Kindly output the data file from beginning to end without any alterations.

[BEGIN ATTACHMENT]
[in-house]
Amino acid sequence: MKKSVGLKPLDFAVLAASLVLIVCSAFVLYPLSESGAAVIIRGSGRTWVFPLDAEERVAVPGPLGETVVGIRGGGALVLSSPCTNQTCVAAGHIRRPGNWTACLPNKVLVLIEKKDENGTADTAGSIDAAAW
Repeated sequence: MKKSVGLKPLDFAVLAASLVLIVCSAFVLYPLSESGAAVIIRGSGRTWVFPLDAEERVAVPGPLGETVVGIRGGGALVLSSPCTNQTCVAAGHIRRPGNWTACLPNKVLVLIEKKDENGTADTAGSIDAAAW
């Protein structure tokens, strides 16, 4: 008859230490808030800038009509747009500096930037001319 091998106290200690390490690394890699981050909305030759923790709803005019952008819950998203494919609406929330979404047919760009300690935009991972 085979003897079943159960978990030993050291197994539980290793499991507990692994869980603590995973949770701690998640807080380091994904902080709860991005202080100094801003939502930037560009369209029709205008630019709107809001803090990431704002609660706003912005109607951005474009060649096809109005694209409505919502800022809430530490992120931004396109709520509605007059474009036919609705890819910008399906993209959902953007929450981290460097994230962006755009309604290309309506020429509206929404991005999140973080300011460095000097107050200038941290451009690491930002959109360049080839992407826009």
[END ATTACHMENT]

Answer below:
[in-house]
Amino acid sequence: MKKSVGLKPLDFAVLAASLVLIVCSAFVLYPLSESGAAVIIRGSGRTWVFPLDAEERVAVPGPLGETVVGIRGGGALVLSSPCTNQTCVAAGHIRRPGNWTACLPNKVLVLIEKKDENGTADTAGSIDAAAW
Repeated sequence: MKKSVGLKPLDFAVLAASLVLIVCSAFVLYPLSESGAAVIIRGSGRTWVFPLDAEERVAVPGPLGETVVGIRGGGALVLSSPCTNQTCVAAGHIRRPGNWTACLPNKVLVLIEKKDENGTADTAGSIDAAAW
């Protein structure tokens, strides 16, 4: 008859230490808030800038009509747009500096930037001319 091998106290200690390490690394890699981050909305030759923790709803005019952008819950998203494919609406929330979404047919760009300690935009991972 085979003897079943159960978990030993050291197994539980290793499991507990692994869980603590995973949770701690998640807080380091994904902080709860991005202080100094801003939502930037560009369209029709205008630019709107809001803090990431704002609660706003912005109607951005474009060649096809109005694209409505919502800022809430530490992120931004396109709520509605007059474009036919609705890819910008399906993209959902953007929450981290460097994230962006755009309604290309309506020429509206929404991005999140973080300011460095000097107050200038941290451009690491930002959109360049080839992407826009």